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Year : 2020  |  Volume : 4  |  Issue : 2  |  Page : 154-158

An observational study of clinical subtypes in treatment-resistant schizophrenia and its relation with cognitive insight

1 Department of Psychiatry, Dr. V.M.G.M.C., Solapur, Maharashtra, India
2 Department of Psychiatry, Seth G.S. Medical College, KEM Hospital, Parel, Mumbai, Maharashtra, India
3 Department of Psychiatry, Sree Mookambika Institute of Medical Sciences Hospital, Kulasekharam, Kanyakumari, Tamil Nadu, India

Correspondence Address:
Dr. Kundan Sandipan Kamble
Department of Psychiatry, Dr. V.M.G.M.C., Solapur, Maharashtra
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Source of Support: None, Conflict of Interest: None

DOI: 10.4103/aip.aip_8_20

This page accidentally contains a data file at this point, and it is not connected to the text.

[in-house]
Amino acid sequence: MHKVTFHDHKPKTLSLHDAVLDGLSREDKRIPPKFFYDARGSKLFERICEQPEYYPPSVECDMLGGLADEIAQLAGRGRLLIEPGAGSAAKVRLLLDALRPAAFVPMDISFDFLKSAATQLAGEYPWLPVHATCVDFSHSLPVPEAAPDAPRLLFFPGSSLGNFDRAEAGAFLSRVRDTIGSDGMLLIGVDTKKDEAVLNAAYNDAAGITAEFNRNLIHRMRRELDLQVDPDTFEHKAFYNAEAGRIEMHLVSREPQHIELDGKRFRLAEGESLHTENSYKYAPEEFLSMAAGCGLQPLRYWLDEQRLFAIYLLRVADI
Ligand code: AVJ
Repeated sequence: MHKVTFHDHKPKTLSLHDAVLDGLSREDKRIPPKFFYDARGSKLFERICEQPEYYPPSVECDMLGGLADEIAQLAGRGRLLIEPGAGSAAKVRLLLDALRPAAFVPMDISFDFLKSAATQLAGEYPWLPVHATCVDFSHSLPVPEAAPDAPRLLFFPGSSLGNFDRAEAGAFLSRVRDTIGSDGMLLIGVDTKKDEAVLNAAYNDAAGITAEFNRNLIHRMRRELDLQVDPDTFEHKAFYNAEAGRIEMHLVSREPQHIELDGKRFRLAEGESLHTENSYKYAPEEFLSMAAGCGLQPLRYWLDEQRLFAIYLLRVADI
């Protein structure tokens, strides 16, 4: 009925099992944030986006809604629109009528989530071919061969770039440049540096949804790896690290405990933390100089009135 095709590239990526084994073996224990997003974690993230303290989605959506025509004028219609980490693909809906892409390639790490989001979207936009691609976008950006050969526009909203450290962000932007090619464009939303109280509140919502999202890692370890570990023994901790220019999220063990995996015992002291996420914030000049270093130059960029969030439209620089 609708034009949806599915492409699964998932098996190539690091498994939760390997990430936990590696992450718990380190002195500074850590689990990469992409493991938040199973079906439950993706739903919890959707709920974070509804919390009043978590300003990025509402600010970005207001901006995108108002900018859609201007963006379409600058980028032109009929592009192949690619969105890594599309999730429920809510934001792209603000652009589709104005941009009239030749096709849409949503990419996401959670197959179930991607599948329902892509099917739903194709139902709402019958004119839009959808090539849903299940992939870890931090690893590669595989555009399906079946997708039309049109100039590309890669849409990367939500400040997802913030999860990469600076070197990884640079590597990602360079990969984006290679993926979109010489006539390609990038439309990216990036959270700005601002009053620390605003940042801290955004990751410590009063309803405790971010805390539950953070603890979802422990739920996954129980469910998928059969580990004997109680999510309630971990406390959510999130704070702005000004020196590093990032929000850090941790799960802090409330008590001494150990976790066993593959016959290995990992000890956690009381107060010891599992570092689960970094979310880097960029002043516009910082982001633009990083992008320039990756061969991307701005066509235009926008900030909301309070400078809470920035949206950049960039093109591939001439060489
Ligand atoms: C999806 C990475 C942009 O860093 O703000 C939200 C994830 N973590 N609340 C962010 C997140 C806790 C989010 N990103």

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Background: Schizophrenia is a chronic disorder, and one-third of patients with schizophrenia can develop treatment resistance. Factors such as male gender, early age of onset, positive family history, and low level of social functioning are associated with refractoriness to treatment. However, very few Indian studies have tried to establish the predictors of outcome for schizophrenia. Aims: The aim of the study was to identify the subtypes of treatment-resistant schizophrenia (TRS) and its relation with sociodemographic profile, illness-related variables, and cognitive insight. Materials and Methods: The study was conducted after permission from the institutional review board. Fifty consecutive patients of TRS (treated with two antipsychotics from different classes with adequate doses for 6 weeks each and currently satisfying the Diagnostic and Statistical Manual of Mental Disorders 4th Edition, Text Revision criteria for schizophrenia) were included in the study. Patients were administered a semi-structured questionnaire to obtain details about sociodemographic status, and the Positive and Negative Syndrome Scale was administered to identify the subtypes of schizophrenia. Becks Cognitive Insight Scale was used to assess cognitive insight. Results: Almost half of the sample (46%) belonged to the positive subtype followed by negative subtype. There was a statistically significant difference in the age of onset, educational qualification, and suicidal ideation between the positive and negative subtypes. There was a significant association of cognitive insight between TRS subtypes, and it suggested that patients with positive subtype had poorer insight than those with negative subtype. Conclusions: It is important to identify the subtype of schizophrenia and the risk factors for treatment resistance. Early recognition and intervention with respect to these risk factors can improve the long-term course of TRS.

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